previous anemone hunts. Dr Daphne has dubbed us her "Anemone Army", and we have mobilised to bring her to see the anemones at Terumbu Semakau!
Terumbu Semakau is a lovely submerged reef that lies just off Pulau Semakau and the Semakau Landfill. On our past trips to Terumbu Semakau, we have seen amazing animals in the reefs, seagrass meadows and sandy shores here. We hope to find some special anemones for Dr Daphne!
As soon as we landed in the feeble first light of dawn, Dr Daphne and the Anemone Army spots a special anemone!
Frilly anemone (Phymanthus sp.) that is often found in sand instead of in coral rubble like the other kinds of Frilly anemones. Today I learnt from her that the six different coloured tentacles closest to the oral disk are NOT the youngest tentacles but instead, the oldest tentacles. The other tentacles arise from these six. Wow!
Reef wriggly star anemones that are commonly encountered on our reefy shores. This anemone has few tentacles and often holds them in pairs, flat against the surface with their tips in wiggles. A few tentacles are held upright like a tent over its mouth on a small oral disk. It's very tricky to take a closer look at these very nervous animals.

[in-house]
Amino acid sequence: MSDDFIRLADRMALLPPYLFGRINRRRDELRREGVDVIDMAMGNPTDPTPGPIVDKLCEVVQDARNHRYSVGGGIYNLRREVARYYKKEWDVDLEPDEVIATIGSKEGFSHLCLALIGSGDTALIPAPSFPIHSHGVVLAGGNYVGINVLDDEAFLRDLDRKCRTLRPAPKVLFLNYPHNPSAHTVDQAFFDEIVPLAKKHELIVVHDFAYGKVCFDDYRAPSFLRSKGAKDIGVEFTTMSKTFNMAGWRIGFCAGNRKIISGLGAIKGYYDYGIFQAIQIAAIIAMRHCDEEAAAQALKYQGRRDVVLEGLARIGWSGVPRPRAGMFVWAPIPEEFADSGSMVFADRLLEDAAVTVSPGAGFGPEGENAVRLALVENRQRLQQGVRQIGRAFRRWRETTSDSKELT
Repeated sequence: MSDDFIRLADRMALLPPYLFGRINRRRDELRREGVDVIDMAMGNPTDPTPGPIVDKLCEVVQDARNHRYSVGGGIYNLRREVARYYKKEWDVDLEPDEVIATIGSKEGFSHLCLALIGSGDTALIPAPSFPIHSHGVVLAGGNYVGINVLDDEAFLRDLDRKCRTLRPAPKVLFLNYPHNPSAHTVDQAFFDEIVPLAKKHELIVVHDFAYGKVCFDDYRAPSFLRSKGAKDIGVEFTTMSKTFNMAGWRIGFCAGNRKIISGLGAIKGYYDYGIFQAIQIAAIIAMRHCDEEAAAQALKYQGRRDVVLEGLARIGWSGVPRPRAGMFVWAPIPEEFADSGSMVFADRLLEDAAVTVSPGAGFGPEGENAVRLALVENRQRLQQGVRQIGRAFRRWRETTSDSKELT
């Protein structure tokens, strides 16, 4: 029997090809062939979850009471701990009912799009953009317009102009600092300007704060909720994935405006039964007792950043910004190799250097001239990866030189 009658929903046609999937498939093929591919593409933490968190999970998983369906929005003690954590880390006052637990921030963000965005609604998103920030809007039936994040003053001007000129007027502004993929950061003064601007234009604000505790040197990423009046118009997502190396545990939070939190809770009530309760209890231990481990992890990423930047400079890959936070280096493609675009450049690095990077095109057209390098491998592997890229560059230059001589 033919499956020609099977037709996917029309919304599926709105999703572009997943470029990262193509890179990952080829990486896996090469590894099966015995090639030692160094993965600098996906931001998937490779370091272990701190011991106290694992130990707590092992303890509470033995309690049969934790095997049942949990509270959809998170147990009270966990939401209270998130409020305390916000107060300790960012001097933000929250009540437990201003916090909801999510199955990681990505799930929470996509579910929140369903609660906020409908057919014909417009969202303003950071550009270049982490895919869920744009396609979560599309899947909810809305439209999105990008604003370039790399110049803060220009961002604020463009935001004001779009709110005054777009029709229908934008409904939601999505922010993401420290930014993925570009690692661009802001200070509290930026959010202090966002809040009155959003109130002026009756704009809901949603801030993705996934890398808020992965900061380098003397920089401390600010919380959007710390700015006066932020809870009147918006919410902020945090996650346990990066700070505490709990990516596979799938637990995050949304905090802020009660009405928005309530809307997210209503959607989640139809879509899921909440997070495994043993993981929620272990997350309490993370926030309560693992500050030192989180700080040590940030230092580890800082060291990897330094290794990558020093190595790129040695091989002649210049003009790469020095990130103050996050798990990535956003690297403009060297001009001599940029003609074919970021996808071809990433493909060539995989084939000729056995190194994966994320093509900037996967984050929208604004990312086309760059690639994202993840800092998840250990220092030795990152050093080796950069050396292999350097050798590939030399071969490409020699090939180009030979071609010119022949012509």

Magnificent anemone (Heteractis magnifica) can sometimes clone itself. This is why we sometimes see many individuals clustered near one another, like this bunch we saw today. The anemones in such a cluster often have the same colours.
Giant carpet anemones (Stichodactyla gigantea). Dr Daphne highlights how the tentacles of this anemone are usually constantly in motion, and not due to water movement. We look closer and yes indeed, this is what is happening!
Asparagus soft coral (Family Nephtheidae) for the Fire anemone (Actinodendron sp.)!
Order Zoanthidea. Anemones belong to Order Actiniaria.
Discodoris boholiensis nudibranch, which is quite commonly encountered on our shores.
Fluted giant clam (Tridacna squamosa)! I think it's a 'new' find that was missed when we helped Mei Lin in her earlier survey here. Mei Lin will usually install a marker near those she has recorded, and we couldn't see a marker near this one.
Burrowing giant clam (Tridacna crocea) and it's rather large. Wow!
Noble volutes (Cymbiola nobilis) some of which are very pretty.
Cauliflower coral (Pocillopora sp.). This kind of coral were among those that suffered badly from bleaching last year. More about coral bleaching on Bleach Watch Singapore.
Torch anchor coral (Euphyllia glaberescens). It too was among those that suffered from bleaching. This hard coral is also sometimes mistaken for an anemone.
Snaky sea anemone (Macrodactyla doreensis)!
Sadly, we also came across a very long driftnet that had trapped many colourful fishes, many of which I have not seen before. More about that in this separate post.
Tomorrow, we kidnap Dr Daphne again to visit Cyrene Reef with TeamSeagrass!
Other posts about this trip
- Jerome on facebook with lots of colourful anemones and other marine life.